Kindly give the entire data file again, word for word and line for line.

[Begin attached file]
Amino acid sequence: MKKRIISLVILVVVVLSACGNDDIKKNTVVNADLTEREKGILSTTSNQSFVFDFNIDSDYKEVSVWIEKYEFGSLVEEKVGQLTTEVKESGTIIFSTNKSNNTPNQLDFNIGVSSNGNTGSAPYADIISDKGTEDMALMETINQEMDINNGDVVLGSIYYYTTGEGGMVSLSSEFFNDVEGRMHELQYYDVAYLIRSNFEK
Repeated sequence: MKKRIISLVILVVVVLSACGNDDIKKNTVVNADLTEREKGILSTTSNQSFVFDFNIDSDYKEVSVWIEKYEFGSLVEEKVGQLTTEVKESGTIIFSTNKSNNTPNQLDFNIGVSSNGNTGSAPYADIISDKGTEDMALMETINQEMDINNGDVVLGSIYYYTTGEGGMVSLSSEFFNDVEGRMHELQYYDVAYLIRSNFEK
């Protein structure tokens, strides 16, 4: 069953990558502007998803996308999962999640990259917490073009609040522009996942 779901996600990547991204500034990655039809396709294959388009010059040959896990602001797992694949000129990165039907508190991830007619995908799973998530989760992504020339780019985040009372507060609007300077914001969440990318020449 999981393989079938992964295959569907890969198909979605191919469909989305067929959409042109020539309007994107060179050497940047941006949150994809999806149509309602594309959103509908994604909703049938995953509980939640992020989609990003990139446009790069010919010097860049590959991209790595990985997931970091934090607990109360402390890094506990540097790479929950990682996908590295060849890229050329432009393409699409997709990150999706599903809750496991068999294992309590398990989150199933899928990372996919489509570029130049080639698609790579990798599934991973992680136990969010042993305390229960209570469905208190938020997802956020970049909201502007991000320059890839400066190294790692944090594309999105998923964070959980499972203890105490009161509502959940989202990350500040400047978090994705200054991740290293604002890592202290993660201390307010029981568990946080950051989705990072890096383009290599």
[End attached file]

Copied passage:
Amino acid sequence: MKKRIISLVILVVVVLSACGNDDIKKNTVVNADLTEREKGILSTTSNQSFVFDFNIDSDYKEVSVWIEKYEFGSLVEEKVGQLTTEVKESGTIIFSTNKSNNTPNQLDFNIGVSSNGNTGSAPYADIISDKGTEDMALMETINQEMDINNGDVVLGSIYYYTTGEGGMVSLSSEFFNDVEGRMHELQYYDVAYLIRSNFEK
Repeated sequence: MKKRIISLVILVVVVLSACGNDDIKKNTVVNADLTEREKGILSTTSNQSFVFDFNIDSDYKEVSVWIEKYEFGSLVEEKVGQLTTEVKESGTIIFSTNKSNNTPNQLDFNIGVSSNGNTGSAPYADIISDKGTEDMALMETINQEMDINNGDVVLGSIYYYTTGEGGMVSLSSEFFNDVEGRMHELQYYDVAYLIRSNFEK
């Protein structure tokens, strides 16, 4: 069953990558502007998803996308999962999640990259917490073009609040522009996942 779901996600990547991204500034990655039809396709294959388009010059040959896990602001797992694949000129990165039907508190991830007619995908799973998530989760992504020339780019985040009372507060609007300077914001969440990318020449 999981393989079938992964295959569907890969198909979605191919469909989305067929959409042109020539309007994107060179050497940047941006949150994809999806149509309602594309959103509908994604909703049938995953509980939640992020989609990003990139446009790069010919010097860049590959991209790595990985997931970091934090607990109360402390890094506990540097790479929950990682996908590295060849890229050329432009393409699409997709990150999706599903809750496991068999294992309590398990989150199933899928990372996919489509570029130049080639698609790579990798599934991973992680136990969010042993305390229960209570469905208190938020997802956020970049909201502007991000320059890839400066190294790692944090594309999105998923964070959980499972203890105490009161509502959940989202990350500040400047978090994705200054991740290293604002890592202290993660201390307010029981568990946080950051989705990072890096383009290599």